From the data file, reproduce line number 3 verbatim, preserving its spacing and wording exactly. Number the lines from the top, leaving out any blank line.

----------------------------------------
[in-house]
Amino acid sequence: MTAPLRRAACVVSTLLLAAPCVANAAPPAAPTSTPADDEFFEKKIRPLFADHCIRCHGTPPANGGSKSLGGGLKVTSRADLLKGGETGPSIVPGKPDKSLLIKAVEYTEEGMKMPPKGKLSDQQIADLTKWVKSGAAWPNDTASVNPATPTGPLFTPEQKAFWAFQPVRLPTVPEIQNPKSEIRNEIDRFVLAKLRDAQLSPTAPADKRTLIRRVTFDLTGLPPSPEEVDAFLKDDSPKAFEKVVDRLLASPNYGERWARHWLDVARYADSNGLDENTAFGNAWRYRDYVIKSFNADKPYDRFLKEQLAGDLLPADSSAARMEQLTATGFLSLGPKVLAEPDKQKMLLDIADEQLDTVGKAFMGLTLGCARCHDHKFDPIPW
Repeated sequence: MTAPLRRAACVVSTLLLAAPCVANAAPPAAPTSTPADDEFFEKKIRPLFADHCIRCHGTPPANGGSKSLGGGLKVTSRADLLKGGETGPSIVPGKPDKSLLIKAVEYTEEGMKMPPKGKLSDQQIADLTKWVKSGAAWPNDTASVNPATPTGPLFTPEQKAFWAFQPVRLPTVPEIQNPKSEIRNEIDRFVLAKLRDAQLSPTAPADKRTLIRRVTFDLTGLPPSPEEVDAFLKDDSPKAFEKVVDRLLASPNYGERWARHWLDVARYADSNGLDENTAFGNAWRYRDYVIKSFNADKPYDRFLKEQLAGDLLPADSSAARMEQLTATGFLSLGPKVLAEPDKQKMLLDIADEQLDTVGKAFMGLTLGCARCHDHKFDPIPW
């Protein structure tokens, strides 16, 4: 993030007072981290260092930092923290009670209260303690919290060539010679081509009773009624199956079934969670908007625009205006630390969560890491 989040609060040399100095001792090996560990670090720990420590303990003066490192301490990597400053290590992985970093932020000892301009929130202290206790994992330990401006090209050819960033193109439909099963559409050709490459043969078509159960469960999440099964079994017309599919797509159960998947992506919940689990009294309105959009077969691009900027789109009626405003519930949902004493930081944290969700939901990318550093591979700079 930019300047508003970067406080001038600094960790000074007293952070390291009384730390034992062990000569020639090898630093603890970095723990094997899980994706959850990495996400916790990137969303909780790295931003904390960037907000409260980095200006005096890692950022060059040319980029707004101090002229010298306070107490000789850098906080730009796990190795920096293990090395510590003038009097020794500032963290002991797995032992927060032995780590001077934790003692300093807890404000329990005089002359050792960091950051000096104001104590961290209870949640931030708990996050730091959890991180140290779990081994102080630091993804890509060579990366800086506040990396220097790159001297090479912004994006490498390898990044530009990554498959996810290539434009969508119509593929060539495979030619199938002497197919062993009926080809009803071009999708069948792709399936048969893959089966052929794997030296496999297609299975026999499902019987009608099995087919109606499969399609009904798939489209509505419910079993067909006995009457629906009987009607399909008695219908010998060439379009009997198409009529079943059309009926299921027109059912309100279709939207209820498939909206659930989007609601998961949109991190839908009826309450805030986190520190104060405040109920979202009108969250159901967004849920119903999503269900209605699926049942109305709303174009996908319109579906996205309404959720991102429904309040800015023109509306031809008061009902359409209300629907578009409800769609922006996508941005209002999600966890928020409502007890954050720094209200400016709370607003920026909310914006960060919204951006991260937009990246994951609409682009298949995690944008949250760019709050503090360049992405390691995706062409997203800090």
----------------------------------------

Repeated sequence: MTAPLRRAACVVSTLLLAAPCVANAAPPAAPTSTPADDEFFEKKIRPLFADHCIRCHGTPPANGGSKSLGGGLKVTSRADLLKGGETGPSIVPGKPDKSLLIKAVEYTEEGMKMPPKGKLSDQQIADLTKWVKSGAAWPNDTASVNPATPTGPLFTPEQKAFWAFQPVRLPTVPEIQNPKSEIRNEIDRFVLAKLRDAQLSPTAPADKRTLIRRVTFDLTGLPPSPEEVDAFLKDDSPKAFEKVVDRLLASPNYGERWARHWLDVARYADSNGLDENTAFGNAWRYRDYVIKSFNADKPYDRFLKEQLAGDLLPADSSAARMEQLTATGFLSLGPKVLAEPDKQKMLLDIADEQLDTVGKAFMGLTLGCARCHDHKFDPIPW